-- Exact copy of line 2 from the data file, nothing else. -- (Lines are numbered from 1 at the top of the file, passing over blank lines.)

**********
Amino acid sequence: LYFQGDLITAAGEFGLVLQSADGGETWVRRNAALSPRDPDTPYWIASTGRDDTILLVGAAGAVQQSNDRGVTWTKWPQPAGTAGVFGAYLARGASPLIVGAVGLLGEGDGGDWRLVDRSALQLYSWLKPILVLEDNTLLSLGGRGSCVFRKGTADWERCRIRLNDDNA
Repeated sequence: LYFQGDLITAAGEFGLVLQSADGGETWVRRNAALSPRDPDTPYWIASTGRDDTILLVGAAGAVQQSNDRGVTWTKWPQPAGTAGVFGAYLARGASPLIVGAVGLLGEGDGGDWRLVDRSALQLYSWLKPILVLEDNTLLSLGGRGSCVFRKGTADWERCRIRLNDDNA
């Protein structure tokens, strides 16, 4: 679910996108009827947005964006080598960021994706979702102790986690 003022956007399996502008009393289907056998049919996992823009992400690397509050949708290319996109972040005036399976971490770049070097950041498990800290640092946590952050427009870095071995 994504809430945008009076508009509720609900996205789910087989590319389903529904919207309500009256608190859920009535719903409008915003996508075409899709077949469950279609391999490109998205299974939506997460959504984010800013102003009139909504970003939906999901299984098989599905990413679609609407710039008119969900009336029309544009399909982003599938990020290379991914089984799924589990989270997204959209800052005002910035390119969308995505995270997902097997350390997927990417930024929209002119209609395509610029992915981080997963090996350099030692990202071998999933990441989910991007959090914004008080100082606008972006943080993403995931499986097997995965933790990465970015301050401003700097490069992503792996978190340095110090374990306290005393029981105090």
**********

Repeated sequence: LYFQGDLITAAGEFGLVLQSADGGETWVRRNAALSPRDPDTPYWIASTGRDDTILLVGAAGAVQQSNDRGVTWTKWPQPAGTAGVFGAYLARGASPLIVGAVGLLGEGDGGDWRLVDRSALQLYSWLKPILVLEDNTLLSLGGRGSCVFRKGTADWERCRIRLNDDNA